Current Trends in Cardiology is a peer-reviewed, scholarly journal aimed at worldwide dissemination of research developments in the field of cardiology and related issues. The journal focuses on the publication of scientific advancements pertaining to the development of more potent drugs, diagnostic techniques, valve therapy, stem cell therapyand other therapeutic approaches for the treatment of high risk patients of cardiac diseases.

Current Trends in Cardiology aims to publish quality research in the form of clinical reports, case studies, conceptual breakthroughs and novel insights, research, review articles, short communications and scientific correspondences containing advanced research output in this field.

Angina, also known as angina pectoris, is chest pain or pressure, usually due to not enough blood flow to the heart muscle.

Angina is usually due to obstruction or spasm of the arteries that supply blood to the heart muscle.Other causes include anemia, abnormal heart rhythms and heart failure. The main mechanism of coronary artery obstruction is atherosclerosis as part of coronary artery disease. The term derives from the Latin angere ("to strangle") and pectus ("chest"), and can therefore be translated as "a strangling feeling in the chest".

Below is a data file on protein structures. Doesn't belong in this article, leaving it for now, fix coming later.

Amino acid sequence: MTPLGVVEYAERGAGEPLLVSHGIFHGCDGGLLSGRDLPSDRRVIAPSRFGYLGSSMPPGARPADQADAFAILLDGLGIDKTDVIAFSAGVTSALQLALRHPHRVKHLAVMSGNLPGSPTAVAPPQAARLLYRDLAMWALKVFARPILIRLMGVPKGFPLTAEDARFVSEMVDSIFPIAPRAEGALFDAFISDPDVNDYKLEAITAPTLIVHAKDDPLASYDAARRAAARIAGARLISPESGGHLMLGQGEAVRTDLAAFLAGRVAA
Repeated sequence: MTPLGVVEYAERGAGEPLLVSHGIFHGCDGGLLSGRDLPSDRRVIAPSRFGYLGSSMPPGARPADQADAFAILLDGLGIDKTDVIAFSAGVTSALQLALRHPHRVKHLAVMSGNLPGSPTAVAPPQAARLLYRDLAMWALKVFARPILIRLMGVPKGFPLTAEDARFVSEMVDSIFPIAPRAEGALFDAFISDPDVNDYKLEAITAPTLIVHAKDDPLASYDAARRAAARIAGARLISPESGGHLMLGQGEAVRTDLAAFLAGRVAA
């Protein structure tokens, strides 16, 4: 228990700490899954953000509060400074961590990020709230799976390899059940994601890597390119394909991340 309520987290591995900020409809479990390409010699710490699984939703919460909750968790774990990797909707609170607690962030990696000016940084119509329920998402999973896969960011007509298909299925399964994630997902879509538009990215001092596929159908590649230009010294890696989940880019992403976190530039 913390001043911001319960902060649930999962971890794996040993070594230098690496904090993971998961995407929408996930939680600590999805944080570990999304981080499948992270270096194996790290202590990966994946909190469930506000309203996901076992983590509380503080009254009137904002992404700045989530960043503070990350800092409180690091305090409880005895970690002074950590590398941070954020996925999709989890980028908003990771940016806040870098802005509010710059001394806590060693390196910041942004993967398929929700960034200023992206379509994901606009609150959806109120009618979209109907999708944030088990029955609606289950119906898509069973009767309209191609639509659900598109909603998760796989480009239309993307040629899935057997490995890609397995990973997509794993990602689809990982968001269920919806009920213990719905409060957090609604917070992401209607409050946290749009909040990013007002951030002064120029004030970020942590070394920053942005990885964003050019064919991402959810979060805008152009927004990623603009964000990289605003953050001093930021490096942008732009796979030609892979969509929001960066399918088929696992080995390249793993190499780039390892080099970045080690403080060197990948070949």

There is a weak relationship between severity of pain and degree of oxygen deprivation in the heart muscle (i.e., there can be severe pain with little or no risk of a myocardial infarction (heart attack) and a heart attack can occur without pain). In some cases, angina can be quite severe, and in the early 20th century this was a known sign of impending death.[2] However, given current medical therapies, the outlook has improved substantially. People with an average age of 62 years, who have moderate to severe degrees of angina (grading by classes II, III, and IV) have a 5-year survival rate of approximately 92%.

Worsening angina attacks, sudden-onset angina at rest, and angina lasting more than 15 minutes are symptoms of unstable angina (usually grouped with similar conditions as the acute coronary syndrome). As these may precede a heart attack, they require urgent medical attention and are, in general, treated in similar fashion to myocardial infarction.

Also known as 'effort angina', this refers to the classic type of angina related to myocardial ischemia. A typical presentation of stable angina is that of chest discomfort and associated symptoms precipitated by some activity (running, walking, etc.) with minimal or non-existent symptoms at rest or after administration of sublingual nitroglycerin.[4] Symptoms typically abate several minutes after activity and recur when activity resumes. In this way, stable angina may be thought of as being similar to intermittent claudication symptoms. Other recognized precipitants of stable angina include cold weather, heavy meals, and emotional stress.

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Current Trends in Cardiology